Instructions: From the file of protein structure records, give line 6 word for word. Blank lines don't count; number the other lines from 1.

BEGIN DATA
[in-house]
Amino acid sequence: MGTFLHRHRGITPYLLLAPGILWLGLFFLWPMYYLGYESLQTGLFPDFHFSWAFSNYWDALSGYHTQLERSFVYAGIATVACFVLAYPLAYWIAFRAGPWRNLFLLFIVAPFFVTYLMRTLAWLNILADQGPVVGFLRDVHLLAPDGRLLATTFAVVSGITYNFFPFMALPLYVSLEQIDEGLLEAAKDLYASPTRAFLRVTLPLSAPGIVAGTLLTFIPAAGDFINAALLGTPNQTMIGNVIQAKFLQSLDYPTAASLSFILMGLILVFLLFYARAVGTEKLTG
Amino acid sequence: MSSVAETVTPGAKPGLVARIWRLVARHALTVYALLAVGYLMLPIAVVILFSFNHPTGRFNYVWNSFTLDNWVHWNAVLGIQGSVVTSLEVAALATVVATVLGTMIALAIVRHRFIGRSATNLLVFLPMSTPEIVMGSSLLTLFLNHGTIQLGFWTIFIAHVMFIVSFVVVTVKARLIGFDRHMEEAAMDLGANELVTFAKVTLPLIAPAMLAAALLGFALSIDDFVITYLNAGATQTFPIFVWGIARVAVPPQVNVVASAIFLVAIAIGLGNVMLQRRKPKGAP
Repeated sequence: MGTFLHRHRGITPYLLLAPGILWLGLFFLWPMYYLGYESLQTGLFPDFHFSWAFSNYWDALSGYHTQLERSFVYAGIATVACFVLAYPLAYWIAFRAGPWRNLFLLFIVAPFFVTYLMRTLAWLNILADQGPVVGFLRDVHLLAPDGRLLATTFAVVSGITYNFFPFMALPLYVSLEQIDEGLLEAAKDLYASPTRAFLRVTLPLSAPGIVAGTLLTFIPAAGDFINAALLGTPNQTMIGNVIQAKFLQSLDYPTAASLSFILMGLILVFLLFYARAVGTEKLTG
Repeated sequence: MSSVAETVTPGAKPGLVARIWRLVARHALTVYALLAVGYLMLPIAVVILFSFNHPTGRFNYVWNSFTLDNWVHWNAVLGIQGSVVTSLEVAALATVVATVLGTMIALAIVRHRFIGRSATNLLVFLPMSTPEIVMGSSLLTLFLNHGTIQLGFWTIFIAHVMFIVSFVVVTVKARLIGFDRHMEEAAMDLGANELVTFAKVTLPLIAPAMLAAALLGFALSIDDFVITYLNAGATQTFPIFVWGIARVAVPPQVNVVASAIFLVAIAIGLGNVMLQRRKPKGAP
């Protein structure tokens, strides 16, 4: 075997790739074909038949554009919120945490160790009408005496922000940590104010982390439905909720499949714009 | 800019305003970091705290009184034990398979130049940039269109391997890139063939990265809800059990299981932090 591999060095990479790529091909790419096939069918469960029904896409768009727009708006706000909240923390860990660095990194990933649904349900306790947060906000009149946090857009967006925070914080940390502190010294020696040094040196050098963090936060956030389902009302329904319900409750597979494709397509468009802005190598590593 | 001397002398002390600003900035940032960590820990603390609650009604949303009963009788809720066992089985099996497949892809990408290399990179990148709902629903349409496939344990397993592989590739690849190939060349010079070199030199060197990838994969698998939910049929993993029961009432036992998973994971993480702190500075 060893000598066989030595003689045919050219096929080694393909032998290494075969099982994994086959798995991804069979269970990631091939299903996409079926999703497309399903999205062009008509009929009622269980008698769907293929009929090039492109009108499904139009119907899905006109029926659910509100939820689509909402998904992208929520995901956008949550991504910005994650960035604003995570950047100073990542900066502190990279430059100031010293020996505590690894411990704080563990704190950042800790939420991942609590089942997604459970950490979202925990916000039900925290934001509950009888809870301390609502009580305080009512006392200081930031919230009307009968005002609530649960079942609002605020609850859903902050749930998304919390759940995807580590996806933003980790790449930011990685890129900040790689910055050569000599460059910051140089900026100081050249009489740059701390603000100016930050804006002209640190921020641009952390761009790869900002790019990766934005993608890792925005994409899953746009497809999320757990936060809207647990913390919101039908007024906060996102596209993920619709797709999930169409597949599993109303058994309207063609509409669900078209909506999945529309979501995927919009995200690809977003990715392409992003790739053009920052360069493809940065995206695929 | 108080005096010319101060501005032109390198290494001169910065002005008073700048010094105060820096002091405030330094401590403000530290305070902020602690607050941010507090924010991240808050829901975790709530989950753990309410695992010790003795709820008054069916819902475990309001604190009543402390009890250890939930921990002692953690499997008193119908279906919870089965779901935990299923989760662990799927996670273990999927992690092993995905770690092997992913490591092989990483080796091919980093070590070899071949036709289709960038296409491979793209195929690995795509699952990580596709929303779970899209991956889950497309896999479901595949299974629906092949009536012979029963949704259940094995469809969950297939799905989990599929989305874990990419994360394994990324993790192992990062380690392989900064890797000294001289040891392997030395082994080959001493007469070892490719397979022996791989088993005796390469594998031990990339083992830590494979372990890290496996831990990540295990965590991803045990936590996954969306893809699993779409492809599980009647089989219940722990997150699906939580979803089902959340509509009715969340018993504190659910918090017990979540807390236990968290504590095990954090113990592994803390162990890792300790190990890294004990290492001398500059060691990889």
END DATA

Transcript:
């Protein structure tokens, strides 16, 4: 075997790739074909038949554009919120945490160790009408005496922000940590104010982390439905909720499949714009 | 800019305003970091705290009184034990398979130049940039269109391997890139063939990265809800059990299981932090 591999060095990479790529091909790419096939069918469960029904896409768009727009708006706000909240923390860990660095990194990933649904349900306790947060906000009149946090857009967006925070914080940390502190010294020696040094040196050098963090936060956030389902009302329904319900409750597979494709397509468009802005190598590593 | 001397002398002390600003900035940032960590820990603390609650009604949303009963009788809720066992089985099996497949892809990408290399990179990148709902629903349409496939344990397993592989590739690849190939060349010079070199030199060197990838994969698998939910049929993993029961009432036992998973994971993480702190500075 060893000598066989030595003689045919050219096929080694393909032998290494075969099982994994086959798995991804069979269970990631091939299903996409079926999703497309399903999205062009008509009929009622269980008698769907293929009929090039492109009108499904139009119907899905006109029926659910509100939820689509909402998904992208929520995901956008949550991504910005994650960035604003995570950047100073990542900066502190990279430059100031010293020996505590690894411990704080563990704190950042800790939420991942609590089942997604459970950490979202925990916000039900925290934001509950009888809870301390609502009580305080009512006392200081930031919230009307009968005002609530649960079942609002605020609850859903902050749930998304919390759940995807580590996806933003980790790449930011990685890129900040790689910055050569000599460059910051140089900026100081050249009489740059701390603000100016930050804006002209640190921020641009952390761009790869900002790019990766934005993608890792925005994409899953746009497809999320757990936060809207647990913390919101039908007024906060996102596209993920619709797709999930169409597949599993109303058994309207063609509409669900078209909506999945529309979501995927919009995200690809977003990715392409992003790739053009920052360069493809940065995206695929 | 108080005096010319101060501005032109390198290494001169910065002005008073700048010094105060820096002091405030330094401590403000530290305070902020602690607050941010507090924010991240808050829901975790709530989950753990309410695992010790003795709820008054069916819902475990309001604190009543402390009890250890939930921990002692953690499997008193119908279906919870089965779901935990299923989760662990799927996670273990999927992690092993995905770690092997992913490591092989990483080796091919980093070590070899071949036709289709960038296409491979793209195929690995795509699952990580596709929303779970899209991956889950497309896999479901595949299974629906092949009536012979029963949704259940094995469809969950297939799905989990599929989305874990990419994360394994990324993790192992990062380690392989900064890797000294001289040891392997030395082994080959001493007469070892490719397979022996791989088993005796390469594998031990990339083992830590494979372990890290496996831990990540295990965590991803045990936590996954969306893809699993779409492809599980009647089989219940722990997150699906939580979803089902959340509509009715969340018993504190659910918090017990979540807390236990968290504590095990954090113990592994803390162990890792300790190990890294004990290492001398500059060691990889």